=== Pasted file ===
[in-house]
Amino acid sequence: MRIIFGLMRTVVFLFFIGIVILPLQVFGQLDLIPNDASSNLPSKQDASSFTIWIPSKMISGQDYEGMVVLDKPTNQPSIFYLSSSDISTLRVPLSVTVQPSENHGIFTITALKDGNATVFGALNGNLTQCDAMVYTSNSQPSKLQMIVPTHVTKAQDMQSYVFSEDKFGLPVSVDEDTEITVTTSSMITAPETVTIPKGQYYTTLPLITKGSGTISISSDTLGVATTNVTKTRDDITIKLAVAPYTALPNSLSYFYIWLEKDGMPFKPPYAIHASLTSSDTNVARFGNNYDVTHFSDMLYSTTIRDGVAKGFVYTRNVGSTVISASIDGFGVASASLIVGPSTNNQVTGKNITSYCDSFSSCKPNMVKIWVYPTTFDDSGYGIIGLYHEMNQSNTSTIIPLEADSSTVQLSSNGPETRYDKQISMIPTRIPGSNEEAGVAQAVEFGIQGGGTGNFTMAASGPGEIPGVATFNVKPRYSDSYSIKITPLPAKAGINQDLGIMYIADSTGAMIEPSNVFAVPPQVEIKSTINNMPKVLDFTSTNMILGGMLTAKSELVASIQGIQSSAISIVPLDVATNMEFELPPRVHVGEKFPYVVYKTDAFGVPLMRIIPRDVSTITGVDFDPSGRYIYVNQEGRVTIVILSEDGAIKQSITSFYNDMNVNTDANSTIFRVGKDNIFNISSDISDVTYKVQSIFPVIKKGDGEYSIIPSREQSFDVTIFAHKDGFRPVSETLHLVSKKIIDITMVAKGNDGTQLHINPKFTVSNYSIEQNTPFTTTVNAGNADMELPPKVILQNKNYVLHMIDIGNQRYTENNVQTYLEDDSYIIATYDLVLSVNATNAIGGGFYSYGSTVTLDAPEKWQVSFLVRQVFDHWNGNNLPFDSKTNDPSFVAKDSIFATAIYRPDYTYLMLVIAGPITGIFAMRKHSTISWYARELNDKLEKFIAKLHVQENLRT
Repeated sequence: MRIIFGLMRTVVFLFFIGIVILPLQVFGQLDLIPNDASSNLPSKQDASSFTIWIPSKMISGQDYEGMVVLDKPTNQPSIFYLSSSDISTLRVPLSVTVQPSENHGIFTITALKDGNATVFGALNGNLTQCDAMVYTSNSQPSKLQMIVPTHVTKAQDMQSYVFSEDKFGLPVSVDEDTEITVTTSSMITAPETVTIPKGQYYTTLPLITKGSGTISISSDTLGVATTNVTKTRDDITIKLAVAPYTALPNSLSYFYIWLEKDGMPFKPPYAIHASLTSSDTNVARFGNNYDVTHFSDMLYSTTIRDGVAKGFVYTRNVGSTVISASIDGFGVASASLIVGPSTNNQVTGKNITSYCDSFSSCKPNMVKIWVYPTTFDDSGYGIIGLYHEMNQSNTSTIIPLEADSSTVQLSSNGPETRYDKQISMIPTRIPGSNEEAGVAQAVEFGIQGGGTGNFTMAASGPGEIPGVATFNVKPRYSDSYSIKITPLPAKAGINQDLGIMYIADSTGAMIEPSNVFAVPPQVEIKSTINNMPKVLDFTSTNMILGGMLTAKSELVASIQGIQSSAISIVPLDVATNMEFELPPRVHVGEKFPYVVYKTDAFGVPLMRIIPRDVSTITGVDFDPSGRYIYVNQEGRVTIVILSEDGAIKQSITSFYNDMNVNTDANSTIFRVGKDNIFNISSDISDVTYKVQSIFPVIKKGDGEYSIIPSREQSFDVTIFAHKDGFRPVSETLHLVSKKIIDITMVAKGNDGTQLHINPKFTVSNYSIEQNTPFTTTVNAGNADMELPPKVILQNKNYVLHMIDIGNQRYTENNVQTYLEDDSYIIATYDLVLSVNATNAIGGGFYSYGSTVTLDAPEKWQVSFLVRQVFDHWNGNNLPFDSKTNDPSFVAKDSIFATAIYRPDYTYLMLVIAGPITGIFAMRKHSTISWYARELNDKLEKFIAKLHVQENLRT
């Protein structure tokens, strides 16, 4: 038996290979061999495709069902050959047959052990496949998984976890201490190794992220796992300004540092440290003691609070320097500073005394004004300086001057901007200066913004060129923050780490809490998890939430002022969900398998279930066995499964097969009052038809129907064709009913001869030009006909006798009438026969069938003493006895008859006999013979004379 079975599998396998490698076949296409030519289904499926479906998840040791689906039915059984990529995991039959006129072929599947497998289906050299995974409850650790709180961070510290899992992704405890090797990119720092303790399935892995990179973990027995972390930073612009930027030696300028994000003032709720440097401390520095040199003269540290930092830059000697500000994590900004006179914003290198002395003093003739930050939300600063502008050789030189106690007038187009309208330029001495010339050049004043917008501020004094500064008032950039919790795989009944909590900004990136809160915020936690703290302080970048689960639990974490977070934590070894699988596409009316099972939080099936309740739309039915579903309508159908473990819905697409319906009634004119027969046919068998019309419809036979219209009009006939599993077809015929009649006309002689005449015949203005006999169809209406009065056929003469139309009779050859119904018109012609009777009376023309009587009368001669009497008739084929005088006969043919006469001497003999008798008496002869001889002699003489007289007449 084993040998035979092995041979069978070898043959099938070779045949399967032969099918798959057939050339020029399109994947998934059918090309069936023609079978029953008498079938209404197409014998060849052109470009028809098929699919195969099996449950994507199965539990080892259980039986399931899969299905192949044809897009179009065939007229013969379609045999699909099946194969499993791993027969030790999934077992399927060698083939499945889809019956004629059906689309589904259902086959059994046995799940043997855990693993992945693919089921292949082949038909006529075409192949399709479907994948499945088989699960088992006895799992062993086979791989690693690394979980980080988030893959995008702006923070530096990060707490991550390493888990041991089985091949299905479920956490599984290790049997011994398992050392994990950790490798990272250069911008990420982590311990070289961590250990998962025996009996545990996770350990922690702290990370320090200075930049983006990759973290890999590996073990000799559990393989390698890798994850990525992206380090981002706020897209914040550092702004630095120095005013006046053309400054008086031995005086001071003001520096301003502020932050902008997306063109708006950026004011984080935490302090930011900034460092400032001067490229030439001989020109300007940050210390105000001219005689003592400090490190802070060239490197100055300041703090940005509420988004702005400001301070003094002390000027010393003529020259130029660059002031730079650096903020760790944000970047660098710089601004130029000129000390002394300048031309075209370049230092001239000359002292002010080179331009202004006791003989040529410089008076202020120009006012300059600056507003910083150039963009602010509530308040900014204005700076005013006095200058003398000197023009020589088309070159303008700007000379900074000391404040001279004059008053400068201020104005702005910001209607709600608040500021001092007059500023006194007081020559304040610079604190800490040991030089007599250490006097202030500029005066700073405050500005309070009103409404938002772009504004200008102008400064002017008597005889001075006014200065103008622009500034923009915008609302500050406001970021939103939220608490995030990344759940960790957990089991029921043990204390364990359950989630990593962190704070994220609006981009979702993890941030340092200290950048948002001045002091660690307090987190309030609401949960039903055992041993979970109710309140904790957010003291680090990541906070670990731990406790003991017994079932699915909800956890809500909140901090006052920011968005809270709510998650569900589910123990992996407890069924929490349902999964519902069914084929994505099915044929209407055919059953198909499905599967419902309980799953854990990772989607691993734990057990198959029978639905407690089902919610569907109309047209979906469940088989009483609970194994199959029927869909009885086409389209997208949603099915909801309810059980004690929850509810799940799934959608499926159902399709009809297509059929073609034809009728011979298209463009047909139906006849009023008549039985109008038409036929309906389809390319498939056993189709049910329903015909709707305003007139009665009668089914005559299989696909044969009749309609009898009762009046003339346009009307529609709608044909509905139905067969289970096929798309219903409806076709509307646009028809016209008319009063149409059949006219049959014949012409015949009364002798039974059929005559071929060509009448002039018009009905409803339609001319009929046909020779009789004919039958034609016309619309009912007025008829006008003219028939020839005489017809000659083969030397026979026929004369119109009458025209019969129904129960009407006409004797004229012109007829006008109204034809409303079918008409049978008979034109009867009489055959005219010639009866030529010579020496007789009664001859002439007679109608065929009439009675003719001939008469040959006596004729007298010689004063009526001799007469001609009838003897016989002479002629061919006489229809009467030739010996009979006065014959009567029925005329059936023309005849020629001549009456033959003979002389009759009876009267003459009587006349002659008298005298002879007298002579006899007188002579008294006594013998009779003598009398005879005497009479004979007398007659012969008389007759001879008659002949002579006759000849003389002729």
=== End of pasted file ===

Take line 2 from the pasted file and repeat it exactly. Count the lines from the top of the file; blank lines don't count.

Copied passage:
Amino acid sequence: MRIIFGLMRTVVFLFFIGIVILPLQVFGQLDLIPNDASSNLPSKQDASSFTIWIPSKMISGQDYEGMVVLDKPTNQPSIFYLSSSDISTLRVPLSVTVQPSENHGIFTITALKDGNATVFGALNGNLTQCDAMVYTSNSQPSKLQMIVPTHVTKAQDMQSYVFSEDKFGLPVSVDEDTEITVTTSSMITAPETVTIPKGQYYTTLPLITKGSGTISISSDTLGVATTNVTKTRDDITIKLAVAPYTALPNSLSYFYIWLEKDGMPFKPPYAIHASLTSSDTNVARFGNNYDVTHFSDMLYSTTIRDGVAKGFVYTRNVGSTVISASIDGFGVASASLIVGPSTNNQVTGKNITSYCDSFSSCKPNMVKIWVYPTTFDDSGYGIIGLYHEMNQSNTSTIIPLEADSSTVQLSSNGPETRYDKQISMIPTRIPGSNEEAGVAQAVEFGIQGGGTGNFTMAASGPGEIPGVATFNVKPRYSDSYSIKITPLPAKAGINQDLGIMYIADSTGAMIEPSNVFAVPPQVEIKSTINNMPKVLDFTSTNMILGGMLTAKSELVASIQGIQSSAISIVPLDVATNMEFELPPRVHVGEKFPYVVYKTDAFGVPLMRIIPRDVSTITGVDFDPSGRYIYVNQEGRVTIVILSEDGAIKQSITSFYNDMNVNTDANSTIFRVGKDNIFNISSDISDVTYKVQSIFPVIKKGDGEYSIIPSREQSFDVTIFAHKDGFRPVSETLHLVSKKIIDITMVAKGNDGTQLHINPKFTVSNYSIEQNTPFTTTVNAGNADMELPPKVILQNKNYVLHMIDIGNQRYTENNVQTYLEDDSYIIATYDLVLSVNATNAIGGGFYSYGSTVTLDAPEKWQVSFLVRQVFDHWNGNNLPFDSKTNDPSFVAKDSIFATAIYRPDYTYLMLVIAGPITGIFAMRKHSTISWYARELNDKLEKFIAKLHVQENLRT